Sharpe: Not quite. I would prefer to state any rebalancing in terms of risk relative to the market. It could be very simple. You might start off with a portfolio, say, 1.5 times as risky as the market of bonds and stocks, and then want the risk to be equal to the market portfolio of bonds and stocks. You would use the adaptive formula until you retire, and then decide year-by-year how risky you want the portion for each year.
In terms of factoring in market risk, how should the individual investor determine their baseline risk?
Sharpe: It’s very hard. In principle, you do some sort of analysis to answer questions, such as the question: “If I take this much risk, what is the range of things that might happen to me, and if I take less, what is the range?” Of course, there will be trade-offs. You can have less risk about, say, your income 10 years from now, but the center of the range will be lower, because risk and return go together as long as you focus on broadly diversified portfolios.
It’s not that there’s a right and a wrong solution for everyone. You have to ask what’s right for you given your particular circumstances. And the whole issue of mortality adds to the complexity of the problem. I don’t have any simple answers that apply to everyone other than the recommendation to keep your costs low. That’s a win-win proposition.
What are your thoughts on the 4% rule for spending in retirement? [The 4% rule says an investor should withdrawal 4% of his portfolio balance during the first year of retirement. Each year after, the withdrawal amount should be increased in accordance with the rate of inflation.]
Sharpe: I’ve written about the 4% rules with co-authors. I would argue that the simplest way to think about it is this: What you spend should depend on how much you have and how long you’re going to need it. Now, the 4% rule starts off, more or less, taking both aspects into account. Say, for example, you have $1 million dollars and you are 67. You look at the mortality tables, see how long you might need income and determine that it might be reasonable to spend $40,000. The next year, the 4% rule totally ignores what you have. If your portfolio has fallen 30%, it ignores that fact. If it has risen 50%, it ignores that. No matter what has happened, it calls for you to spend $40,000 plus inflation, every year, until you die or run out of money.
This seems strange. Shouldn’t you be taking a look at how much money you have? If you’ve lost 30%, 40% or 50% of your portfolio, shouldn’t you cut your spending—unless you’ve developed a terminal illness? If your portfolio has doubled in size, shouldn’t you think of spending a little more? The 4% rule doesn’t do any of these things, which doesn’t seem very sensible.
You’ve also talked about the required minimum distribution (RMD) rules for traditional IRAs, 401(k) plans and similar retirement accounts, and that obviously has some problems in itself. Do you think investors should have a band of spending that they should adjust?
Sharpe: The RMD strategy does take into account at least how much you have year by year, which seems sensible. The particular percentages may not be the very best, but you can alter them if desired.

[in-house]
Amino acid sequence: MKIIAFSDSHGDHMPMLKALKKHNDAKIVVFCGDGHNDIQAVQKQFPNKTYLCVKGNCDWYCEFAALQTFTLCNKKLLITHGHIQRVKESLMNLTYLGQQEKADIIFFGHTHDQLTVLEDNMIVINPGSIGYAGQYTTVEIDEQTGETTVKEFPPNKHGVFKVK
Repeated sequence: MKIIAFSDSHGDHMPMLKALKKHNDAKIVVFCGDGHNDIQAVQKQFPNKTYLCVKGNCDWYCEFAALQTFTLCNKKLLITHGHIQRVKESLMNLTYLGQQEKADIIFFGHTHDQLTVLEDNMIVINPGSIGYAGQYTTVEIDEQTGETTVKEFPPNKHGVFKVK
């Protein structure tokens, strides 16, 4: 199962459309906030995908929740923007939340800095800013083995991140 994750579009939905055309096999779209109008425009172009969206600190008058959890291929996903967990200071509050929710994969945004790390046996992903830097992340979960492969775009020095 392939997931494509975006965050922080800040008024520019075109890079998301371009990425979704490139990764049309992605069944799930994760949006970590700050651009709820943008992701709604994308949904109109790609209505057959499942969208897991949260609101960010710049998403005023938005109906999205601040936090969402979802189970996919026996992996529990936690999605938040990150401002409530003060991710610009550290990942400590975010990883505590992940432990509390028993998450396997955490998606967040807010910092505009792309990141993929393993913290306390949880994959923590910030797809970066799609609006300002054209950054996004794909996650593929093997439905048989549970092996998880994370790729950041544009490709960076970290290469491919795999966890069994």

More generally, an RMD approach is a particular case of a general procedure that I call a proportional spending strategy, with predetermined proportions of your wealth to be spent in each year. I’ve written about a Fidelity product that provides another example: The percentages to be spent are determined in advance. In the Fidelity product, the portfolio proportions follow a glide path. In software that I have developed, it is possible to analyze policies of this sort with any desired glide path. You can find more at RetirementIncomeScenarios.blogspot.com.
There is an argument against glide paths in retirement since they subject retirement income to risk associated with the sequence of returns in addition to the risk resulting from cumulative returns. But this is a complex issue, and the added risk may be warranted in some cases. I would have to know quite a bit about your preferences to categorically recommend against a glide path investment strategy.
For an investor going through retirement who hasn’t worked in finance, should there at least be bumpers in terms of spending?
Sharpe: Probably the first thing to do is to ask this: If I were going to buy fixed annuities—preferably real (inflation-adjusted)—what would I choose? That’s a somewhat easier problem for an individual to think about. Maybe you should try to get the answer to that question, and then you can start considering whether instead of fully annuitizing, you might invest in Treasury inflation-protected securities (TIPS) or 10-year bonds and then annuitize or perhaps purchase a deferred annuity now.
This might be a useful way to begin to approach the problem. It would get everyone thinking about longevity in a setting where there isn’t risk to deal with other than mortality risk. That’s hard enough to think about. But it could get you started. Then you could go on to consider the possibility of risky investment strategies.
→ William Sharpe is the STANCO 25 Professor of Finance, Emeritus, at Stanford University, recipient of the 1990 Nobel Prize in Economic Sciences and a co-founder of Financial Engines Inc. He also authors the Retirement Income Scenarios blog.